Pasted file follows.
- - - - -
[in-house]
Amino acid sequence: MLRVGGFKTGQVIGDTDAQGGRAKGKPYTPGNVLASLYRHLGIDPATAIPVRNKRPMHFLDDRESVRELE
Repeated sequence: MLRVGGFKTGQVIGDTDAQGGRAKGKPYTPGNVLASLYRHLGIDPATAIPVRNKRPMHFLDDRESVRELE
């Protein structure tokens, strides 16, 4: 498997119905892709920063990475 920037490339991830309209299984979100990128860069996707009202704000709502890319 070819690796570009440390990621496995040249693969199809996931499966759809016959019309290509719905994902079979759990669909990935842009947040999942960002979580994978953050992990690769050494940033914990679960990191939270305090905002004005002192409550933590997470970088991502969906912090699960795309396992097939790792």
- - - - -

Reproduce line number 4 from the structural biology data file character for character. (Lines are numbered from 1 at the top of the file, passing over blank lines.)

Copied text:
């Protein structure tokens, strides 16, 4: 498997119905892709920063990475 920037490339991830309209299984979100990128860069996707009202704000709502890319 070819690796570009440390990621496995040249693969199809996931499966759809016959019309290509719905994902079979759990669909990935842009947040999942960002979580994978953050992990690769050494940033914990679960990191939270305090905002004005002192409550933590997470970088991502969906912090699960795309396992097939790792």